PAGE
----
Although steeped in history and cultural tradition, Paris and Parisians can be very modern and dynamic, and looking back on the past three weeks spent here I've noticed a few changes and adjustments in the city and its personality.
The noticeable lack of American tourists discouraged by the weak dollar has French merchants lamenting the steep drop in business. It's true - coughing up $1.60 for every Euro does give one pause to reconsider previously easy purchases, and buying art for resale has been a real challenge. The no-smoking law that was enacted at the beginning of the year means much cleaner air in restaurants, but it has also taken away a certain part of the enjoyment of dining in France. Evenings seem to end much earlier as friends no longer linger over cigarettes as a coda to the meal. Finally, the idea of global warming has become a city-wide joke as people are wearing winter coats in April instead of dining at outdoor cafés. My dream of "April in Paris" turned out to be a figment of my imagination as the reality of a cold driving rain made any notion of strolling along avenues lined with "chestnuts in blossom" seem ludicrous!
However, I am a undeterred Francophile and I found the time here stimulating, restorative and fabulous. A morning visit to "Vlaminck: Un instinct fauve" at the Musée du Luxembourg bombarded the viewer with color and energy. A major member of the Fauve art movement, Maurice de Vlaminck (1876-1958) drew from such influences as Van Gogh, Gaugin and especially Cézanne to create canvas' imbued with vivid, if unnatural, tones. This exhibition explores his work from 1900, through the height of Fauvism, and ends in 1915 when he moved away from pure color to explorations with form, volume and facets and a more Cubist approach overall.
Another event was a visit to the one-year-old Musée du Quai Branly - a pet project of former President Jacques Chirac housed in a mind-bending structure designed by Jean Nouvel, this year's winner of the Pritzker Architecture Prize. Although I find the building confusing and another example of design before function, the special exhibitions are excellent.
Now on view until July 13 is "Paracas, Treasures from Ancient Peru". In a practice similar to Egyptian mummification, ancient Peruvians (200 B.C. - 100 A.D.) living on the coastal peninsula of Paracas, prepared their dead for afterlife by removing their muscles and organs, folding the bodies into a compact package and wrapping them with several layers of cloth before burying them in the sand. Since the 1920's, archaeologists have dug up 429 of these "fardos" and carefully examined their contents. Not only did they discover traditional offerings of gold, stone, ceramics and feathers, but an unexpected treasure in the form of elaborately embroidered textiles that bound the bodies. Here on display are about 25 superb examples of these burial cloths, blankets, ponchos and head wraps, most perfectly preserved and all marvelous examples of textile art. A separate but complementary exhibition explores the work of Elena Izcue (1889-1970), a native Peruvian who studied and worked in New York and Paris in the 1920's and 30's as an artist and designer. Using Pre-Columbian iconography, similar to the forms depicted on the Paracas textiles, she developed a very successful line of fabrics and wallpapers and eventually became an exclusive purveyor to the couturier Jean Charles Worth.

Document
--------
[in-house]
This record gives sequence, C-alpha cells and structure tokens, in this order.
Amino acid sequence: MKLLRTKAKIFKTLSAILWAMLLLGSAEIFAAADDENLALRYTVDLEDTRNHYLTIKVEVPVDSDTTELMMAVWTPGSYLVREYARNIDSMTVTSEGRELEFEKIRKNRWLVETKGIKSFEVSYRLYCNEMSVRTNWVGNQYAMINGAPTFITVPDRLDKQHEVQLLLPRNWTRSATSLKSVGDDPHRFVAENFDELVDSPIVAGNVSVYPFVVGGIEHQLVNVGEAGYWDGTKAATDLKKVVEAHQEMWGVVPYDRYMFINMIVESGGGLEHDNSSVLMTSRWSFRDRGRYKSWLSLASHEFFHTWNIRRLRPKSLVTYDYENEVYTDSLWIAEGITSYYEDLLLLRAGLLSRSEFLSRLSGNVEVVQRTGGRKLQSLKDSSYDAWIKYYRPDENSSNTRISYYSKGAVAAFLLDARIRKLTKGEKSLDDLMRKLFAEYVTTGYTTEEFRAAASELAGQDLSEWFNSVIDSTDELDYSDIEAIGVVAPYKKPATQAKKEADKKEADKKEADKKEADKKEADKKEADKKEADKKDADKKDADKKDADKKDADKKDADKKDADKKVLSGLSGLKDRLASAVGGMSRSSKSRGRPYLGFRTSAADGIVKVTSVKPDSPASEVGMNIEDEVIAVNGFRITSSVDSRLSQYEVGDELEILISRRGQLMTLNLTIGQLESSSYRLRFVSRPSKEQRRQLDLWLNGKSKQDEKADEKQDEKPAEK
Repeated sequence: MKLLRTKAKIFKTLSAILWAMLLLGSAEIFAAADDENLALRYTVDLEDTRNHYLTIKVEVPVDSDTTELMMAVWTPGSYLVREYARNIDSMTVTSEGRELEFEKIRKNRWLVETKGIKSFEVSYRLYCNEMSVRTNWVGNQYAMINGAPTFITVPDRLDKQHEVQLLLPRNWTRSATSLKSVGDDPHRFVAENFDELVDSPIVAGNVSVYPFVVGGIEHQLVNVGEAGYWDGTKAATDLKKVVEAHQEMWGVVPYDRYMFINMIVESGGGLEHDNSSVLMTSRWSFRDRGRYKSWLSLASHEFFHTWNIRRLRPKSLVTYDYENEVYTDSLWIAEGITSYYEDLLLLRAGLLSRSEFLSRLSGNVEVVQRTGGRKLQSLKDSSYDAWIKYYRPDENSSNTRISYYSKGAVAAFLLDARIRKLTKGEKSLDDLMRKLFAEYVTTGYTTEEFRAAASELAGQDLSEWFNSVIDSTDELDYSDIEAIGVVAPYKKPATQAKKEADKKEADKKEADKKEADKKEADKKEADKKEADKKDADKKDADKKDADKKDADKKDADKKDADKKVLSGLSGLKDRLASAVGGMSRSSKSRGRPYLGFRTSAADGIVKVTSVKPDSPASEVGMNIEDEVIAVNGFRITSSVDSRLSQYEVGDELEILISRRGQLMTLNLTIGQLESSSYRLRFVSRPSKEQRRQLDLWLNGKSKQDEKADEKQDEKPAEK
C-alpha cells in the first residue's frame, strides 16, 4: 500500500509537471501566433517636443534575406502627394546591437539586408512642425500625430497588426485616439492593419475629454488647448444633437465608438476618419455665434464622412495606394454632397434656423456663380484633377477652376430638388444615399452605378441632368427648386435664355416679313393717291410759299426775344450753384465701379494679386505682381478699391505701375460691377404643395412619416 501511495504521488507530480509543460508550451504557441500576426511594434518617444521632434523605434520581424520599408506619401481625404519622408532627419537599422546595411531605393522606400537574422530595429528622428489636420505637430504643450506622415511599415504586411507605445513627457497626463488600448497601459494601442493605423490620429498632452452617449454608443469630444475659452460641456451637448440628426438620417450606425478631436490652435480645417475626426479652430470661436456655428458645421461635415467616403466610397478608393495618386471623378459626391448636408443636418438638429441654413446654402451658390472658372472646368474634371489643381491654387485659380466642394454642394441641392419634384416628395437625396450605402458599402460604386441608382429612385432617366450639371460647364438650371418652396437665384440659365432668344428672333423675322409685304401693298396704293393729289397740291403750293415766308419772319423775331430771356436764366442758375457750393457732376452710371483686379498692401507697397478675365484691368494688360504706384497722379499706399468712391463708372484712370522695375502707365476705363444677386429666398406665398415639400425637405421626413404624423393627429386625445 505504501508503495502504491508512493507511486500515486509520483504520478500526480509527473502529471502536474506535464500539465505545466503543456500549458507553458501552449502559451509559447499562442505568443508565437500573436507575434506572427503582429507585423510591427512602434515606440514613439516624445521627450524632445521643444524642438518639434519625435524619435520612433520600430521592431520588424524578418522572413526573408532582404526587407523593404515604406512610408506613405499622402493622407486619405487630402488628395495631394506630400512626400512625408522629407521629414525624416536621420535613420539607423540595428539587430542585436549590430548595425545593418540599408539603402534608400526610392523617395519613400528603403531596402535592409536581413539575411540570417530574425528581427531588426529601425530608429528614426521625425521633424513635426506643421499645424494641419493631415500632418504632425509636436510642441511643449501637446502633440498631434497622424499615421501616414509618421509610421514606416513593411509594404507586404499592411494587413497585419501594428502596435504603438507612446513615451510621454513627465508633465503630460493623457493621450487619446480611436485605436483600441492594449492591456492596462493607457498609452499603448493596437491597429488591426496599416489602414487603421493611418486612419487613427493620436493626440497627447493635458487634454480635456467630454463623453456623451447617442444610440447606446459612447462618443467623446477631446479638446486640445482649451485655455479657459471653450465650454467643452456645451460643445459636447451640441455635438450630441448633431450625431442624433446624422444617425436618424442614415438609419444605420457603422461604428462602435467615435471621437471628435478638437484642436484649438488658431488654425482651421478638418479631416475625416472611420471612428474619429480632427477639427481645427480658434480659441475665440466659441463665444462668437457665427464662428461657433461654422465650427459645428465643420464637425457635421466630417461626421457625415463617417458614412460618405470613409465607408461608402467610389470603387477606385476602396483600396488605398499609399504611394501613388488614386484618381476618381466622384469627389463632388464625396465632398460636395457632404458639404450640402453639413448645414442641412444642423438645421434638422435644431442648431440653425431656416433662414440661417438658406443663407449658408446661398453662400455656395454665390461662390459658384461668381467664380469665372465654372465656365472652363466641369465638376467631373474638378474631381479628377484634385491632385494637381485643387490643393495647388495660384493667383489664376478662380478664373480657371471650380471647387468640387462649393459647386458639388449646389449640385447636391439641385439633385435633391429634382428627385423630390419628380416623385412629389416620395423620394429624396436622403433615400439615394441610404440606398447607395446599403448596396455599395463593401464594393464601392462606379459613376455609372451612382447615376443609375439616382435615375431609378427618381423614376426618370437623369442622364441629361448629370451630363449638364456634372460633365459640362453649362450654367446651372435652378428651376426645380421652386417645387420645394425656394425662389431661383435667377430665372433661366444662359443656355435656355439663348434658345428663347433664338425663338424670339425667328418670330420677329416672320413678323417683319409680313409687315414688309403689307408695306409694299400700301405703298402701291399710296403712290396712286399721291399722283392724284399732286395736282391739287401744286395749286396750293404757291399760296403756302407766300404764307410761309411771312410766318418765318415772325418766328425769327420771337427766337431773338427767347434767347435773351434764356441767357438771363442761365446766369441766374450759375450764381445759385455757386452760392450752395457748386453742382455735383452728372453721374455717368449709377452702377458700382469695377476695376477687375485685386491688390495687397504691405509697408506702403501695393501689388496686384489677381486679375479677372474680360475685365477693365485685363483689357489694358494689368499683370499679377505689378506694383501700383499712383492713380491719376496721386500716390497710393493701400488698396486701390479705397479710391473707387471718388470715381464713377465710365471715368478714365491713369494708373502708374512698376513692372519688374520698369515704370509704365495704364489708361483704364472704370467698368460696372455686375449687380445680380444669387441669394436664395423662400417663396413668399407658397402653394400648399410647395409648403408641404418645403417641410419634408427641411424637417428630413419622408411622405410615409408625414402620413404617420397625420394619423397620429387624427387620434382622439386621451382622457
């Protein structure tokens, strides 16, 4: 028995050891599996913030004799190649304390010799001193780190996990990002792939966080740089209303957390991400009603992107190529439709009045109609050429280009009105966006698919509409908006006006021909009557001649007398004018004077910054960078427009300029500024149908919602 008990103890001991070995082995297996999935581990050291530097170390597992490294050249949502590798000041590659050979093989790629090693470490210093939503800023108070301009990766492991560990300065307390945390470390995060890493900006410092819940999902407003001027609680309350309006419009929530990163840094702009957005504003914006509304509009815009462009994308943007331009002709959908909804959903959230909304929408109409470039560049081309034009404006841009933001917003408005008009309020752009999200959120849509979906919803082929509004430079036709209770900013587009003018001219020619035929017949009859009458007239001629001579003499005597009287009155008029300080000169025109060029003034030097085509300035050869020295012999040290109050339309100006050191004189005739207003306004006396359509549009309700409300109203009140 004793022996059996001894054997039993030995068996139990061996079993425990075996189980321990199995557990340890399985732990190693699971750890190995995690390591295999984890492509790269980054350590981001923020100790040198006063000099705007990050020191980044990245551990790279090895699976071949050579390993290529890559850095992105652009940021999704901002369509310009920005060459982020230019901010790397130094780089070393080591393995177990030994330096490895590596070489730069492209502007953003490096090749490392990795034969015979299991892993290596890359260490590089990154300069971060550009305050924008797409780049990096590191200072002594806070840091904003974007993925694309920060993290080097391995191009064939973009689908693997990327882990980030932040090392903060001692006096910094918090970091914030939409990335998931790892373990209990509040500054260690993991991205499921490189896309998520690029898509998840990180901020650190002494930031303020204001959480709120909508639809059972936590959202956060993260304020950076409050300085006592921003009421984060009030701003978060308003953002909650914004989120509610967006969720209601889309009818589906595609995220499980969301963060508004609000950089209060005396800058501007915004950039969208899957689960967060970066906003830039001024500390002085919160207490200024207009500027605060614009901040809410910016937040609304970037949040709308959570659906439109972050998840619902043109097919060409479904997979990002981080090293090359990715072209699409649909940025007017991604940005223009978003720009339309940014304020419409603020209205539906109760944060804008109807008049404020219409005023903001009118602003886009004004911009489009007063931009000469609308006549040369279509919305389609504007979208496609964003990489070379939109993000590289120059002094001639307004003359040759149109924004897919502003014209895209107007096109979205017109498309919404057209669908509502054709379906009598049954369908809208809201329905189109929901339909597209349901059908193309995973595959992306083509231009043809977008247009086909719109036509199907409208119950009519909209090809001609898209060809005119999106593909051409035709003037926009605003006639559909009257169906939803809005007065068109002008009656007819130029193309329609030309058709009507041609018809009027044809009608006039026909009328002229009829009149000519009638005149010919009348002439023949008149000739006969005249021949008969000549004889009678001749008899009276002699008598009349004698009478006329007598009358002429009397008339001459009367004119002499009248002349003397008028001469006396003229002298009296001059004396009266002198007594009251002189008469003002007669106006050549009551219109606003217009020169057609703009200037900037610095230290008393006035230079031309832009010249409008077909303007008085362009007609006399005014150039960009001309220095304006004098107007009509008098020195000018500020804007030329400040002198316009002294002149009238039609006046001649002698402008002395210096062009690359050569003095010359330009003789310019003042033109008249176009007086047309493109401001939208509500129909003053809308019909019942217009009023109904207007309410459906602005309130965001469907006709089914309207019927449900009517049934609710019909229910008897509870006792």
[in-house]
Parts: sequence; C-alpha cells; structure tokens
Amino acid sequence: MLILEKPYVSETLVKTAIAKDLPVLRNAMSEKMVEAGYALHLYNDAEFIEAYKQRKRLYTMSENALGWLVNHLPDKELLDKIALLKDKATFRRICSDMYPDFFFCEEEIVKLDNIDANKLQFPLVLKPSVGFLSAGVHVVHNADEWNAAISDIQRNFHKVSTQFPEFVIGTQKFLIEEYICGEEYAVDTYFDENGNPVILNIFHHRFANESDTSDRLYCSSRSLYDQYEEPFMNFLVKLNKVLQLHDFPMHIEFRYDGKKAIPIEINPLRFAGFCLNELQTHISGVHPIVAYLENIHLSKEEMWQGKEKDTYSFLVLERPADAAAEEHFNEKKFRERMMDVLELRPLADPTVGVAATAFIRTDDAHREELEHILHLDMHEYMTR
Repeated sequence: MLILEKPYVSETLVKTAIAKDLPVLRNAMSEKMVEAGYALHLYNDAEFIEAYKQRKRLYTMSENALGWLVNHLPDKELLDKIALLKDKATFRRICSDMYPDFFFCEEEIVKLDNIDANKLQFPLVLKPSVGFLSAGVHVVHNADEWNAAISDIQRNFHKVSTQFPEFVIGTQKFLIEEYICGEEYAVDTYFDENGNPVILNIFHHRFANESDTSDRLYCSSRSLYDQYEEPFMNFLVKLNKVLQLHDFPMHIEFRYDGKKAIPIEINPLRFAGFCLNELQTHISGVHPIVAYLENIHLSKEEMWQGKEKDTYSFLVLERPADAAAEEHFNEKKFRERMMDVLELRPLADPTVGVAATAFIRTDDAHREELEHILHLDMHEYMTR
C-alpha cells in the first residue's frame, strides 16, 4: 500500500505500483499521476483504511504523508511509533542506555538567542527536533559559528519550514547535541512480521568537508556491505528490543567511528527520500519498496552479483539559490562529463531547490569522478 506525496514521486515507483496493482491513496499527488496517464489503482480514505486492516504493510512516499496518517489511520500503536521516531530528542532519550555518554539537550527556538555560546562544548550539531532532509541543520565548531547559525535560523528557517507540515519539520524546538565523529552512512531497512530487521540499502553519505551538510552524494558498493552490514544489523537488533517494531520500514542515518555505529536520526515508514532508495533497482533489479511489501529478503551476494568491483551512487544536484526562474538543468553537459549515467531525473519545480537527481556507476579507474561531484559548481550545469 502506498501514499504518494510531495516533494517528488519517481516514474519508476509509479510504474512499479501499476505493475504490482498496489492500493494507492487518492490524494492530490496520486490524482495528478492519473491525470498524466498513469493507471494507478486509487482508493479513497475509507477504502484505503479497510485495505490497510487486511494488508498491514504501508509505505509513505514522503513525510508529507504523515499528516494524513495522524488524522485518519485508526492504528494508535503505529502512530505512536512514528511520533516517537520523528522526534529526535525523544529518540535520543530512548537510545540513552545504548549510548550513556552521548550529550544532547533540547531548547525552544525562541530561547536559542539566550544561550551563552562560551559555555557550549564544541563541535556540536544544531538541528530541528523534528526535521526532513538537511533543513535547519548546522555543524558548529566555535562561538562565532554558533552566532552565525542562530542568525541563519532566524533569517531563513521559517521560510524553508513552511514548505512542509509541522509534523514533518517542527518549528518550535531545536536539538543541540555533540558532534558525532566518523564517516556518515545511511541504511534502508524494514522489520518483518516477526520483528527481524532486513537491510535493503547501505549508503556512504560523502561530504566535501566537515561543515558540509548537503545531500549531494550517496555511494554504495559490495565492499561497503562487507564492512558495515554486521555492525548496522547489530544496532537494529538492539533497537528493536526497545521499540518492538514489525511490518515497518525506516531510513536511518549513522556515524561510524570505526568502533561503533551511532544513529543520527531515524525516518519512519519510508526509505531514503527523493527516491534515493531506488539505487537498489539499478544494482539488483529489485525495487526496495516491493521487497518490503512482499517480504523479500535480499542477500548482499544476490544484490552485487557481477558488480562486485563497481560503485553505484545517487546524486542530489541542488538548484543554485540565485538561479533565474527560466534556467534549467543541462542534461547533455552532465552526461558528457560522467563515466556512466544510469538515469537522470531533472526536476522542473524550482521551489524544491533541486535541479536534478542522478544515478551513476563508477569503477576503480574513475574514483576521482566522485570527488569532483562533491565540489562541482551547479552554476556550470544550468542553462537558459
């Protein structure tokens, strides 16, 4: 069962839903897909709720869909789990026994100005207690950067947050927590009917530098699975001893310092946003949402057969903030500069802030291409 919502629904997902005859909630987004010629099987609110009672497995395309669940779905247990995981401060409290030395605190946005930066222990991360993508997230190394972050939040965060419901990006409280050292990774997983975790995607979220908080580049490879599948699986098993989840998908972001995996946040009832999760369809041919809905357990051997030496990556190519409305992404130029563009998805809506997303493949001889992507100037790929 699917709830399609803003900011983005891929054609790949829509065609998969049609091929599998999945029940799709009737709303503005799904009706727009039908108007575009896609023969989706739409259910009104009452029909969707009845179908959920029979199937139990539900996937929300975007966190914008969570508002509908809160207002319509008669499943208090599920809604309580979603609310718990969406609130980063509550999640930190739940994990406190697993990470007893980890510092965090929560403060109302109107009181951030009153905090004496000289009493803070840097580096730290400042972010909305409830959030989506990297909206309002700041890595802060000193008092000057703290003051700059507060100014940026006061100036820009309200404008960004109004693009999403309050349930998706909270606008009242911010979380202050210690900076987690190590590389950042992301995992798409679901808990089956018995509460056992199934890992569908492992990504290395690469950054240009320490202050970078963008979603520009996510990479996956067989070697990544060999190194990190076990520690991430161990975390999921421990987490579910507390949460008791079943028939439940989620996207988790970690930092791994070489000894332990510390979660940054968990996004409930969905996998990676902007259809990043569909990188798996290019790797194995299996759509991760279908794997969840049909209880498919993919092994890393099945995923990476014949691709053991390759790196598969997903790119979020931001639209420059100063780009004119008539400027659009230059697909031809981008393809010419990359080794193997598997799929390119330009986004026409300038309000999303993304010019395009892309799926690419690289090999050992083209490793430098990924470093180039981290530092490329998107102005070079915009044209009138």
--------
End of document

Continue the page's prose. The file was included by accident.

On a totally different note, the hot ticket for Paris museum-goers at the moment is "Marie-Antoinette" at the Grand Palais until the end of June. The French have a love/hate relationship with their royal heritage, but the 2 hour long queue to get into this show belies the fact that many citizens are actually Royalists at heart! Culled from the collections of Fontainebleau, Versailles and her native Austria, this exhibition offers a sympathetic look at one of the most famous (or infamous) women in history. Beautifully installed with period music playing in the background, visitors are guided through her transition from child bride to regal queen to despised prisoner. Although not many personal artifacts remain, this assembly of portraits, furniture, objets d'art and documents is a considered and informative look at this major historical figure.
A professional highlight, and a whole lot of fun for me was the "Salon de l'Estampe et Livre Ancien". A combined print and antiquarian book fair held for the second time in the gorgeous (if thermostatically challenged) Grand Palais. 33 print and 155 rare book dealers from around the world (including 10 Americans) displayed an amazing variety of works for sale. In the print section one can find anything from a Dürer engraving to a Japanese woodblock to a Cassandre lithographic poster. The book section choices were staggering - illuminated manuscripts, first editions, natural history books, autographs, maps, photographs, modern illustrated books and more. It took hours to complete one circuit, and a return visit took most of an afternoon just to cover the stands that I had missed. All this under the magnificent glass roof of this exhibition hall first opened for the Paris International Exhibition of 1900.
There is never a lack of things to do or see here in this beautiful city and I tried to take advantage of every wonderful opportunity. The great thing is, it's always changing and there will be a new crop of exhibitions and shows to look forward to the next time. Then there are the eternal pleasures of window shopping, dining, or enjoying the innate beauty of this magical place and that never changes!